M. Phyllis Lose

Women in STEM
Women in STEM
M. Phyllis Lose

Birth: November 15, 1925

Death: September 30, 2019

Specialty: Equine veterinary science

Major Contributions:

1st female equine veterinarian in U.S.

3rd U.S. woman to earn a horse trainer’s license, the youngest person to do so at the time

Opened the first privately owned equine veterinary hospital in the U.S.

Wrote five books including: Blessed are the Brood Mares and Blessed are the Foals

Image Via Horse Nation

When Dr. M. Phyllis Lose earned her degree of veterinary medicine from the University of Pennsylvania in 1957 she was one of three female graduates and the only one to go into large-animal practice, concentrating on equine care.

She was no stranger to horses, at nine she had convinced her parents to help her buy a horse and keep it in the garage. When she was thirteen and the horse could no longer stay in the garage, she remedied this problem by renting an unused barn down the street and opening her own horse boarding facility. Two years later she began exercising horses at a local racetrack and convinced the track stewards to allow her to test to become a trainer, being certified at the age of nineteen. During this time, she also was learning to become a show jumper herself, riding her mare, Cassadol, to victory in the Devon Horse Show Open Jumper Class.

After graduation she worked hard to establish herself as a competent equine vet taking on whatever cases came her way in an effort to build her client base. As part of her practice she opened two equine hospitals and she credits her cleanliness and sterilization methods with her record of zero post-surgical infections. She provided veterinary services to the Barnum and Bailey Circus, the Philadelphia Zoo, and the Lipizzaner Stallions. In her over thirty-year career, she also provided hospital services and pastures for injured or retired police horses.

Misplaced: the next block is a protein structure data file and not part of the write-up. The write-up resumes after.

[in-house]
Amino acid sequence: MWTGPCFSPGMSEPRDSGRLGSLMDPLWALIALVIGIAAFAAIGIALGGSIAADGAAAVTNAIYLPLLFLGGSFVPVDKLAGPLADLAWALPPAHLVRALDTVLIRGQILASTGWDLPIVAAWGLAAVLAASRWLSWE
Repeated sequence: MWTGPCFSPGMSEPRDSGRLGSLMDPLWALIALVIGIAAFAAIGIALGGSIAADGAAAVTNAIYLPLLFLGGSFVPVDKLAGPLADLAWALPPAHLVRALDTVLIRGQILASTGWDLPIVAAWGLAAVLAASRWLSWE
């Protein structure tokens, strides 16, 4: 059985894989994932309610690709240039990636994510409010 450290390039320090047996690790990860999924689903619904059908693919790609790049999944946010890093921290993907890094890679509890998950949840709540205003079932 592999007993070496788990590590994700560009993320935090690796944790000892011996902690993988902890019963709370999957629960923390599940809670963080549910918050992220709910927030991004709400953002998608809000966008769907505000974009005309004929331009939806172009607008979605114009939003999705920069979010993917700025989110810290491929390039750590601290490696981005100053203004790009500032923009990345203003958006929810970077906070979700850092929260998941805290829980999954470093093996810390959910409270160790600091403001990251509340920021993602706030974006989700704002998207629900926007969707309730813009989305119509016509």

She developed surgical procedures for the correction of club-footed foals, the removal of ovarian tumors, as well as the removal of urinary bladder stones.  Lose also developed techniques for cataract removal in foals and older horses, bilateral guttural pouch patency, and treatments for navicular syndrome.

In 2000 she relocated to Florida after her dog, Oscar won a contest and was cast in a movie. Even at the age of 73 she wasn’t ready to retire from equine care and she took state boards earning a license to practice in Florida and returned to working at a track, this time as a veterinarian.  The author of five books including Blessed are the Brood Mares and her autobiography No Job for A Lady she lived in Florida until her death in 2019.

Suggested by Jennifer Lee.

Written by Angela Goad


Horses in History: The Dr. M. Phyllis Lose story (Horse Nation)

First Woman Equine Veterinarian Reflects On Her Career

M. Phyllis Lose, V.M.D. A life of Abundant “Firsts”

A Dog’s Life: The Oscar Lose Story (IMDB)

Dr. Margaret Lose Obituary

See Also:

M. Phyllis Lose (IMDB)

Wikipedia: Navicular Syndrome

The Merck Veterinary Manual: Guttural Pouch Disease in Horses